When most people think about dog grooming, there is usually one of two things they picture in their mind’s eye. They’re either overtaken by visions of poofy manes and frilly bows or haunted by the thought of chasing their uncooperative, stinky, soaking-wet dog around the house. While we won’t deny that some dogs are more challenging than others to groom, the truth remains that grooming is an essential part of dog ownership (but adding pink bows are optional).
There is more to grooming than just making your dog look handsome or pretty, though. With a regular grooming schedule, you can keep tabs on your dog’s overall health, rid them of fleas or ticks, and keep shedding at bay. Keep reading to find seven benefits of getting your pup to the groomer a few times per year.
The 7 Benefits of Regular Dog Grooming
1. Early Detection of Skin or Health Problems
The more often your pup sees a groomer, the easier it will be for them to recognize any skin abnormalities. For this reason, you should try to take your dog to the same groomer each time. They can point out any lumps or bumps you may have missed during your weekly at-home brushing sessions. The sooner you find skin or health issues, the better to prevent them from spreading or becoming worse.
2. Promotes Healthy Skin & Coat
It doesn’t matter if you have a long-haired or short-haired dog; getting it groomed regularly will encourage healthier skin and coat. Your groomer will give your pup a good scrubbing in the bath, blow dry it, and brush its coat to get rid of dead skin. Brushing will distribute your dog’s natural oils throughout its coat to keep it looking healthy and shiny.
3. Gets Rid of Mats & Tangles
Matts occur when your pet’s fur gets bunched and entwined. When the mats are not removed, they can grow larger and pull aggressively on your pup’s skin. If mats develop in sensitive areas or become extra tight, your dog can be in a lot of pain. Your groomer may need to trim the mats if they get too close to the skin.
If your dog has a coat that’s prone to mats and tangles, you must be willing to brush it at home every week. The more maintenance brushing you can do at home, the fewer visits you’ll need to make to your groomer.
4. Nail, Ear, & Eye Maintenance
While you may feel comfortable keeping up with maintenance brushings between your dog’s visits to the groomer, many dog owners don’t feel up to the task of dealing with their pup’s nails, eyes, and ears. Hair grows between the toes and in the ears, and if it gets too long, determining overall ear and nail health can be challenging.
Keeping up with regular nail trims is essential for several reasons. Aside from overgrown nails being uncomfortable to walk on, they can also cause deformed feet and injured tendons.
Your dog’s groomer will also remove any gunk and build-up in your dog’s ears. However, the structure of your dog’s ear canal makes removing any material trapped deep inside challenging. If this material is not removed, it can cause itchiness and ear infections. In addition, acquired deafness can occur due to excessive ear wax.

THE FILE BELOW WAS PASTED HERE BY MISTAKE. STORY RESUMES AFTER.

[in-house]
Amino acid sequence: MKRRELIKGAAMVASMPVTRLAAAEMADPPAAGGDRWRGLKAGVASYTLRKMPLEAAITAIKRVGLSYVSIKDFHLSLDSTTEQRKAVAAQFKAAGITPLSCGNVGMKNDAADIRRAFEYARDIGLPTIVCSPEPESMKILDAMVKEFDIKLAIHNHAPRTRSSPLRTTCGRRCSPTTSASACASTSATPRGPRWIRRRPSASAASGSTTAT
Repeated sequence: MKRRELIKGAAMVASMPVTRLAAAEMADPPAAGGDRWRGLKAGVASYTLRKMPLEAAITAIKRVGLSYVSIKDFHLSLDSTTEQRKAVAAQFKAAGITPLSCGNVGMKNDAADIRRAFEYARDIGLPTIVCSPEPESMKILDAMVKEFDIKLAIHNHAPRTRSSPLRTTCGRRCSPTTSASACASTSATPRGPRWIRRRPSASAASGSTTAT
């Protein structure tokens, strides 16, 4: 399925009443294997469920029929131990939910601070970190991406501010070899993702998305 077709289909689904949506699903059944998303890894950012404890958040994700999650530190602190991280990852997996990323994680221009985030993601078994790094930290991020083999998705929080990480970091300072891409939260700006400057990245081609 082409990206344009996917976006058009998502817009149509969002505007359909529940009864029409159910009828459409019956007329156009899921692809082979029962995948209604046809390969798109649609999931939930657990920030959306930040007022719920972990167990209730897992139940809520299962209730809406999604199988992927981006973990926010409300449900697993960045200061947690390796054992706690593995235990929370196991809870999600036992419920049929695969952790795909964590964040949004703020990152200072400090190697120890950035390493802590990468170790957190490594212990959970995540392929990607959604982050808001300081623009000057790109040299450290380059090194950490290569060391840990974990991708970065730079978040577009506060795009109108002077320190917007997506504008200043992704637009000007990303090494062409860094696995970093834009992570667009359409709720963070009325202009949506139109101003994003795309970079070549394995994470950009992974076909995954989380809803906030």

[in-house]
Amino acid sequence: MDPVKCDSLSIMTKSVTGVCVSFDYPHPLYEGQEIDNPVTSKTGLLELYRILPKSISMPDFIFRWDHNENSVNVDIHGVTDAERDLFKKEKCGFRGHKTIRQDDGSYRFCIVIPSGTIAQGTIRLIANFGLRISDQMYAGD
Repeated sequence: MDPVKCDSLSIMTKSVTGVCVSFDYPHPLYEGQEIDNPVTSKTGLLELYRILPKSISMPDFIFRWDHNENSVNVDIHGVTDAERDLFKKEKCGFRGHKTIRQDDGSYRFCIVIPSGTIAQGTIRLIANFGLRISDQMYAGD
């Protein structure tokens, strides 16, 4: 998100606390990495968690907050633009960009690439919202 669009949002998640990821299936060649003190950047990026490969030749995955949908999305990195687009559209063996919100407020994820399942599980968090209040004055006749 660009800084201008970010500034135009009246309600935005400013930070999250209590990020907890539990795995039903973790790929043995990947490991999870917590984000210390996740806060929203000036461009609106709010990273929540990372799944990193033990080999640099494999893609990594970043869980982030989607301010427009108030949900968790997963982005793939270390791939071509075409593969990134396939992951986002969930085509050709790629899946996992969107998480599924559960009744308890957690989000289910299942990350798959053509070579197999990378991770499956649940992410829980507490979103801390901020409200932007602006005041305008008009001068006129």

Your dog’s groom will also include a good cleaning around its eyes. Accumulating eye discharge can build up around the eyes and cause irritation. If it collects too much, it can be difficult for even your groomer to remove, resulting in pain and discomfort for your pup.
5. Less Shedding
Different breeds have different coat layers, lengths, and textures, and each will shed different amounts. For example, dogs with double coats will shed more, especially twice a year when they shed their undercoat.
Regular grooming will help keep shedding at bay. Regularly scheduled baths will loosen any dead hair from beneath your pup’s coat while reducing the likelihood of your dog developing mats and tangles.
6. Easy to Find and Treat Fleas
Your dog can have fleas or ticks without you even knowing it. Lucky for you, groomers are experts at finding fleas. Fleas are not only a nuisance for you as a homeowner and dog parent, but they can also be dangerous for your pup.
According to PetMD, fleas can cause incessant itching, which can lead to the skin breaking open and leaving your dog open to infection. Dogs with fleas may also be at higher risk of developing tapeworms and flea bite anemia.
7. Makes Them Look Like a Million Bucks
Perhaps the most instantly gratifying benefit of getting your dog groomed is that it will leave looking like a million bucks. As a dog owner, you know how quickly your pup can get dirty, so seeing it freshly bathed and blow-dried will feel like a special treat for both of you.
How Often Should My Dog See a Groomer?
The frequency of grooms will depend on several variables. Your dog’s breed, coat length, coat type, lifestyle (e.g., how much time it spends outdoors), and the climate in which you live can all determine the frequency of grooming visits necessary. The style of cut and how much maintenance you’re willing to do between grooms can also affect how often your pup will need to see its groomer.
Generally speaking, most dogs with longer fur will need to see the groomer every four to six weeks. However, shorter-haired breeds may only need to visit once every eight to 12 weeks.
You should be making space for dog grooming in your budget if you don’t have the time or know-how to tackle it on your own. While it can add up over the year, the costs will be more than worthwhile when you consider how much healthier your pup will be.
Featured Image Credit: hedgehog94, Shutterstock